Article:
This week’s football phrase is the adjective lacklustre. Find out more about this phrase by reading the transcript below and listening to the audio. You can also find many more examples of soccer vocabulary by going to our football cliches page here and our huge football glossary here.
This week’s phrase is a compound adjective made up of two words, ‘lack‘ and ‘lustre‘. To lack means to have a shortage of something, and because of this, to need something. Lustre is from an old French word, meaning, shine or sparkle. The combination, therefore, means to not shine, to not have any energy, and is used to describe a rather slow, poor performance. A lacklustre performance.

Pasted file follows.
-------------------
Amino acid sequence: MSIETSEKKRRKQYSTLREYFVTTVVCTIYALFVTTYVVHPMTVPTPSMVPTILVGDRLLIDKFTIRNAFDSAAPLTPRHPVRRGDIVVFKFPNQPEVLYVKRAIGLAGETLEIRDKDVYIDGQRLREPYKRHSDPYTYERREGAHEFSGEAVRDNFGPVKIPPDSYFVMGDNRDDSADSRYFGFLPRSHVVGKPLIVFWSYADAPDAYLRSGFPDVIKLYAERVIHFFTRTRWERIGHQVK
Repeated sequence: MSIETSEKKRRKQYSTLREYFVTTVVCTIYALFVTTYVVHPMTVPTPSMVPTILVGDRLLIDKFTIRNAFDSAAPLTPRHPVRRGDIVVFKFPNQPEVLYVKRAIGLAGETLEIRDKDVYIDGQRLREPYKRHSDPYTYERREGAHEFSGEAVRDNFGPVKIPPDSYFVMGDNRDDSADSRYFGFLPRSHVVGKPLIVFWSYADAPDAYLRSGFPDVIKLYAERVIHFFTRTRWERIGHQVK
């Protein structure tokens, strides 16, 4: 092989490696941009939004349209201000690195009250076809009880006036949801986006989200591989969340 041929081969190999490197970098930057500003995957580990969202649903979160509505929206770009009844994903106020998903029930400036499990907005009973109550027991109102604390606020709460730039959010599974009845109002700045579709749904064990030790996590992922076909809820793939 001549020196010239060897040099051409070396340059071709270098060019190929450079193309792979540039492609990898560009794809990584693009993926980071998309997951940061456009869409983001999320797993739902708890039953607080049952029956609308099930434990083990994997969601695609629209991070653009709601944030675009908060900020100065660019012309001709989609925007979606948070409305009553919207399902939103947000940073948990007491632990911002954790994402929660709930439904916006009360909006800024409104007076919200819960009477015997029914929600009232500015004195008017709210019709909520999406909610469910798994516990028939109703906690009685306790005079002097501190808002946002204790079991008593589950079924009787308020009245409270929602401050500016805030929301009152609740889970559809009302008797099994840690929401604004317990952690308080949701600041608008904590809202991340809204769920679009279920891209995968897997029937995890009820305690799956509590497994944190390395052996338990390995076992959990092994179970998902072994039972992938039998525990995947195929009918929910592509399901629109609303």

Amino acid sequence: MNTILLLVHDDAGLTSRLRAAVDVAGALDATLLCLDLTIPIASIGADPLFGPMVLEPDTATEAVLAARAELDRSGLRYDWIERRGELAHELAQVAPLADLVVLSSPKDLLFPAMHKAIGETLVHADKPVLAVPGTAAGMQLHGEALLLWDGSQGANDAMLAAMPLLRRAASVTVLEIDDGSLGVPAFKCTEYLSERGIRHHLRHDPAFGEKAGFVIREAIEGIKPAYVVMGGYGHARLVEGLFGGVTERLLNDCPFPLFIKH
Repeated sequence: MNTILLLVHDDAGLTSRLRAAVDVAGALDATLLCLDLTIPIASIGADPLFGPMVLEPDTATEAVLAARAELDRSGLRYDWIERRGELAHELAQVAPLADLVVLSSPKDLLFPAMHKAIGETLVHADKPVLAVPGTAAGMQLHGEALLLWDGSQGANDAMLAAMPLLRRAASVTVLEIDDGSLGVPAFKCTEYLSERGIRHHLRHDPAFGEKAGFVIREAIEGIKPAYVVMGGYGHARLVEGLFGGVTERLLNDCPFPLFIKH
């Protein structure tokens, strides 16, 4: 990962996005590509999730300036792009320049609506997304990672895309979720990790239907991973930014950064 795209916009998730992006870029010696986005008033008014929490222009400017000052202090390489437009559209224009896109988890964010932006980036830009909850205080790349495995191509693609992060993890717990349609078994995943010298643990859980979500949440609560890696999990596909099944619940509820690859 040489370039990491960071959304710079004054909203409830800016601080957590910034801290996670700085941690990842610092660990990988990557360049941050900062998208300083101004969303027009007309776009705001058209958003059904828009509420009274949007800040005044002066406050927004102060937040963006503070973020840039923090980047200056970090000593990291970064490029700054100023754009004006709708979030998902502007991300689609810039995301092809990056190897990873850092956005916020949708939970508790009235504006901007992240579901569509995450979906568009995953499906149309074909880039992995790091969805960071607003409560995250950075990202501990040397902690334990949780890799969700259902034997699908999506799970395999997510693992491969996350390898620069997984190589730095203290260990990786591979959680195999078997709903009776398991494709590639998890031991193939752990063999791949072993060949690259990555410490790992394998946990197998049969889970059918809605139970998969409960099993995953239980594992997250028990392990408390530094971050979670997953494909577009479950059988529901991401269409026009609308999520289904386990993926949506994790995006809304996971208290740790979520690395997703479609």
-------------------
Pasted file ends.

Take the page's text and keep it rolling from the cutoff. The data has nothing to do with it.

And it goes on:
- Example: Lewandowski powered Juan Bernat’s cross home, and Robben ran clear of the lacklustre home defence to blast the fourth (Bayern Munich vs Roma in the Champions League)
- Example: It meant a rare start for Rickie Lambert but Liverpool were again lacklustre going forward until Lallana’s goal, which was entirely out of keeping …. (www.stuff.co.nz)
Let us know if you hear this phrase or maybe if you know how to say it in another language – drop us a line at: firstname.lastname@example.org.
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